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Government loses High Court bid to prevent Covid inquiry from seeing Boris Johnson’s WhatsApps and diaries
6 July 2023, 15:13 | Updated: 6 July 2023, 15:31
The Cabinet Office has failed to prevent the High Court from releasing Boris Johnson’s unredacted WhatsApp messages and diaries in the Covid inquiry.
Batherness Heather Hallett made an order for the former Prime Minister’s diaries, notebooks and WhatsApp messages to be shared in the Covid inquiry.
However the Cabinet Office sought to block the order, as the department’s lawyers argued ministers could not be forced to release messages that it claimed were “unconnected to the Government’s handling of Covid”.
The department unsuccessfully argued that it should be able to decide what material was “unambiguously irrelevant” in the ongoing inquiry.
However, announcing the ruling on Thursday, Lord Justice Dingemans and Mr Justice Garnham said the Cabinet Office should not be given permission to withhold the messages.
A legal challenge into the matter was launched last week, where both sides made their legal arguments.
High Court announced their decision on Thursday, just six days after the review was launched.
The inquiry’s lead counsel said if the Cabinet was allowed to decide which documents were relevant in the inquiry, it “would emasculate this and future inquiries”.
Lady Hallett, the chairwoman of the Covid Inquiry, also asserted that the Cabinet Office’s argument would have “seriously implications” for the inquiry and “undermine” her ability to carry it out the inquiry properly.
The judgement said: “We therefore dismiss the claim for judicial review but record that the Cabinet Office may respond to the notice by making an application pursuant to section 21(4), that it is unreasonable to produce material which does not relate to a matter in question at the inquiry. It will be for the Chair of the Inquiry to rule on that application."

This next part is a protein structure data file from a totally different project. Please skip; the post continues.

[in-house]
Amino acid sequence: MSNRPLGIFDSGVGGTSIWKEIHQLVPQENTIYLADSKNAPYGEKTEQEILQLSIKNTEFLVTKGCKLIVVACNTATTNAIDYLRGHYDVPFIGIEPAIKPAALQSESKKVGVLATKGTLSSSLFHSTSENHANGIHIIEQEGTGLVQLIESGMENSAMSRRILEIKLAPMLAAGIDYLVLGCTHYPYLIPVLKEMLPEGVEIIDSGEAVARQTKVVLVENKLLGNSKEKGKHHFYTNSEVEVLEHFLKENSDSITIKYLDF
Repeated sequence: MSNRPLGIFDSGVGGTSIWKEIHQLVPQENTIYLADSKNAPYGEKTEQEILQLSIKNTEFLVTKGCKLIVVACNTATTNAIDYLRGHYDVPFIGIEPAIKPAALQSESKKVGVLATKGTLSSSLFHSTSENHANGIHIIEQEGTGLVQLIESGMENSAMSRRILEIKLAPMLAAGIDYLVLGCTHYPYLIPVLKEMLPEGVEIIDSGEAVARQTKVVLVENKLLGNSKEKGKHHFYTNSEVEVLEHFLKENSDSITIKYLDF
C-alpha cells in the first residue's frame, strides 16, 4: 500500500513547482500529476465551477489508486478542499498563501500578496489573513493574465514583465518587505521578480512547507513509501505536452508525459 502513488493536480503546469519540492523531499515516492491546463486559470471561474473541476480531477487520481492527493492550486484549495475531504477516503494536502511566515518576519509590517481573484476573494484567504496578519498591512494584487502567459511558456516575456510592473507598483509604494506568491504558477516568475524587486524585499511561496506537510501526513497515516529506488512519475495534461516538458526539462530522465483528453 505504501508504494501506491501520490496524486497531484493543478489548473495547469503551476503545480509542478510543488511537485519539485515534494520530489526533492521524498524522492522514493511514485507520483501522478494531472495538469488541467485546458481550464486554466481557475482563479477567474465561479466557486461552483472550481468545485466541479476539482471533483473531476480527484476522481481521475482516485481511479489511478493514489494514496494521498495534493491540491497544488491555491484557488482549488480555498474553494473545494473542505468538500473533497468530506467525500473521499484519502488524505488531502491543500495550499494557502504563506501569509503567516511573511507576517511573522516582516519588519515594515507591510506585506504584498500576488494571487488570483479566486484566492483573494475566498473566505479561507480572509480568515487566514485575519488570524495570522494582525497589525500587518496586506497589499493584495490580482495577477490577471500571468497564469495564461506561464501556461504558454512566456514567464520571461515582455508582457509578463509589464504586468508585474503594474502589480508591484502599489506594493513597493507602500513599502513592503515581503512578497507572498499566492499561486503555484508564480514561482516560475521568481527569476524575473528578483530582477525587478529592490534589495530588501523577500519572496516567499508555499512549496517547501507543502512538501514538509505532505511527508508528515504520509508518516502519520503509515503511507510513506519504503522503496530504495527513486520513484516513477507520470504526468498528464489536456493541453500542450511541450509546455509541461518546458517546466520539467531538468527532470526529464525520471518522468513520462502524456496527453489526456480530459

The Government said it would “comply fully” with the judgement made.
The judges said the the fact the messages would produce “some irrelevant documents” did not “invalidate” its usefulness.
They added if a person: “Contends that a document caught by the request does not, as a matter of fact, relate to a matter in question at the inquiry, it will be for the chair of the inquiry to determine how to deal with such a contention".
Deborah Doyle, spokeswoman for Covid-19 Bereaved Families For Justice UK, said: "This judicial review was a desperate waste of time and money.
"The inquiry needs to get to the facts if the country is to learn lessons that will save lives in the future.
"That means it needs to be able to access all of the evidence, not just what the Cabinet Office wants it to see."
The inquiry chair said they will “return” any documents that “are obviously irrelevant”.
Responding to the judgement, a Government spokesman said: "The inquiry is an important step to learn lessons from the pandemic and the Government is co-operating in the spirit of candour and transparency.
"As this judgment acknowledges, our judicial review application was valid as it raised issues over the application of the Inquiries Act 2005 that have now been clarified.
"The court's judgment is a sensible resolution and will mean that the inquiry chair is able to see the information she may deem relevant, but we can work together to have an arrangement that respects the privacy of individuals and ensures completely irrelevant information is returned and not retained.
"We will comply fully with this judgment and will now work with the inquiry team on the practical arrangements."